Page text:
I had the opportunity to attend an eye-opening exchange of cultures via an event set up by the Bertha Harris Women’s Center. On March 19, a public meeting was held discussing the current Ramadan season. As I was raised Catholic, I genuinely didn’t know much about the holiday before this, and I left the meeting with newfound knowledge.

Nada, an intern at the Women’s Center and a practicing Muslim, showed us a video meant to teach children about Ramadan, which gave me the introduction I needed. To summarize from the video, Ramadan is a month-long celebration of when the Qur’an was given to the Prophet Muhammed. Muslims who celebrate do so by fasting, praying, performing acts of charity, and spending time with family.

I asked Nada what Ramadan meant to her personally, and she said “It means to give, to cherish everyone, spread love.” I also asked if she’s ever faced discrimination based on her religious beliefs, and she thankfully said no.

The vast majority of my family are Baby Boomers or older, and I unfortunately can say that casual racism and religious-based discrimination are both alive and well. Our generation is the most open-minded and compassionate to date, so I believe we can end this nonsense in the future for good.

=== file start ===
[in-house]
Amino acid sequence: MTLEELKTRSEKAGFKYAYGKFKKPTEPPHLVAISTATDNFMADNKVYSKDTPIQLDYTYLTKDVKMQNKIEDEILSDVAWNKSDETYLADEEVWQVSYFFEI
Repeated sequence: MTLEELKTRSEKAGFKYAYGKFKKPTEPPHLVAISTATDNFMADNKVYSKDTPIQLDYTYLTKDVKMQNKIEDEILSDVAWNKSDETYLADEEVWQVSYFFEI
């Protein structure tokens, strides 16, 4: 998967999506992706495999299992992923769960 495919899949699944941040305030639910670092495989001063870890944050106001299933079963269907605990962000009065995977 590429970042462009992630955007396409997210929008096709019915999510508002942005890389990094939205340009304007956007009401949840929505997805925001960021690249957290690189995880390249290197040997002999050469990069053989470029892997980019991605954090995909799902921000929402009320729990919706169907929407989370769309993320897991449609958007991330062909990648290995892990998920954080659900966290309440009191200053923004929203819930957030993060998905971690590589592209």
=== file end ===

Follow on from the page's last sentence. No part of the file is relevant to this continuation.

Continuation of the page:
Paraphrasing Noor, a freshman and Muslim woman present at the meeting, she said Ramadan means “Qur’an, being closer to God, patience, getting a sense of how poor people live everyday [via fasting], and family.”

The surface-level comparisons I would make based on my Catholic upbringing remind me of Christmas, though I can’t say I’ve ever participated in any fasting rituals, and acts of charity tend to get buried by how bombastic and loud the consumerist aspect of the holiday has become.

I asked Catherine Lavender, the Director of the Women’s Center, why she felt an introduction to Ramadan was necessary. “What we were hearing from the Muslim community was they felt non-included, not visible. So, we thought this would be a really helpful way of addressing that.” She also admitted that “It’s also a difficult time to have conversations about this right now.”

I agreed, with the current political climate being more volatile than ever, just talking about anyone’s faith or culture can spark a fight.

“We want to model how people can have civil conversations even in the midst of complicated times.” Lavender concluded.

I’m grateful for the knowledge I gained from attending the meeting and I encourage students to step outside your cultural bubble and learn something new about your fellow students. Ramadan Mubarak!